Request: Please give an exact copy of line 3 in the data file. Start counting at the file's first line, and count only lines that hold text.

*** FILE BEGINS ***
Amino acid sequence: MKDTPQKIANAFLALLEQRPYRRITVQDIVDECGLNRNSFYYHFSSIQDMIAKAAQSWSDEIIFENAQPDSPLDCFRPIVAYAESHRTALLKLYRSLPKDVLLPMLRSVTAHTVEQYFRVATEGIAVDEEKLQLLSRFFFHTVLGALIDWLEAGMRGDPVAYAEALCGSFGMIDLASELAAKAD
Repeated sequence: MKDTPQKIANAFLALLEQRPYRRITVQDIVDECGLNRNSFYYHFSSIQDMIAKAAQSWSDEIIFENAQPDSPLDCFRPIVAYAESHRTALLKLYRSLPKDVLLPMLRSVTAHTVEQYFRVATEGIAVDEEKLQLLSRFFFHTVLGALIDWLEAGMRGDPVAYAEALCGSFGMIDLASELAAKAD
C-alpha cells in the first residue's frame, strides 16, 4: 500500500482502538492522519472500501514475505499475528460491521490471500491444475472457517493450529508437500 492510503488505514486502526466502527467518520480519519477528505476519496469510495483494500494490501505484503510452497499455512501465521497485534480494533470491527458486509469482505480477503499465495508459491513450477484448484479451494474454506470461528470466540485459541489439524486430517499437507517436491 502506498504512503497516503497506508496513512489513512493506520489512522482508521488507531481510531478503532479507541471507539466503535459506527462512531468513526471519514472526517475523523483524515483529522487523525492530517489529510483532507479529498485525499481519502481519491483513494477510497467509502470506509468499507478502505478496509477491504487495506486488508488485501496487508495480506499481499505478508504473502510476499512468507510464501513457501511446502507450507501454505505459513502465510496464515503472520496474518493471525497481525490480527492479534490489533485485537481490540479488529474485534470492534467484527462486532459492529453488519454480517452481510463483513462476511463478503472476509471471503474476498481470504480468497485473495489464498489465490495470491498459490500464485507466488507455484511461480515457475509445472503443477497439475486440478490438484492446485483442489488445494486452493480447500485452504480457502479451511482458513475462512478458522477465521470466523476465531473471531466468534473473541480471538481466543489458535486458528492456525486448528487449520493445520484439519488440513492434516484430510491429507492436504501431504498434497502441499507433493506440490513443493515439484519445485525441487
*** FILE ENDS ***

C-alpha cells in the first residue's frame, strides 16, 4: 500500500482502538492522519472500501514475505499475528460491521490471500491444475472457517493450529508437500 492510503488505514486502526466502527467518520480519519477528505476519496469510495483494500494490501505484503510452497499455512501465521497485534480494533470491527458486509469482505480477503499465495508459491513450477484448484479451494474454506470461528470466540485459541489439524486430517499437507517436491 502506498504512503497516503497506508496513512489513512493506520489512522482508521488507531481510531478503532479507541471507539466503535459506527462512531468513526471519514472526517475523523483524515483529522487523525492530517489529510483532507479529498485525499481519502481519491483513494477510497467509502470506509468499507478502505478496509477491504487495506486488508488485501496487508495480506499481499505478508504473502510476499512468507510464501513457501511446502507450507501454505505459513502465510496464515503472520496474518493471525497481525490480527492479534490489533485485537481490540479488529474485534470492534467484527462486532459492529453488519454480517452481510463483513462476511463478503472476509471471503474476498481470504480468497485473495489464498489465490495470491498459490500464485507466488507455484511461480515457475509445472503443477497439475486440478490438484492446485483442489488445494486452493480447500485452504480457502479451511482458513475462512478458522477465521470466523476465531473471531466468534473473541480471538481466543489458535486458528492456525486448528487449520493445520484439519488440513492434516484430510491429507492436504501431504498434497502441499507433493506440490513443493515439484519445485525441487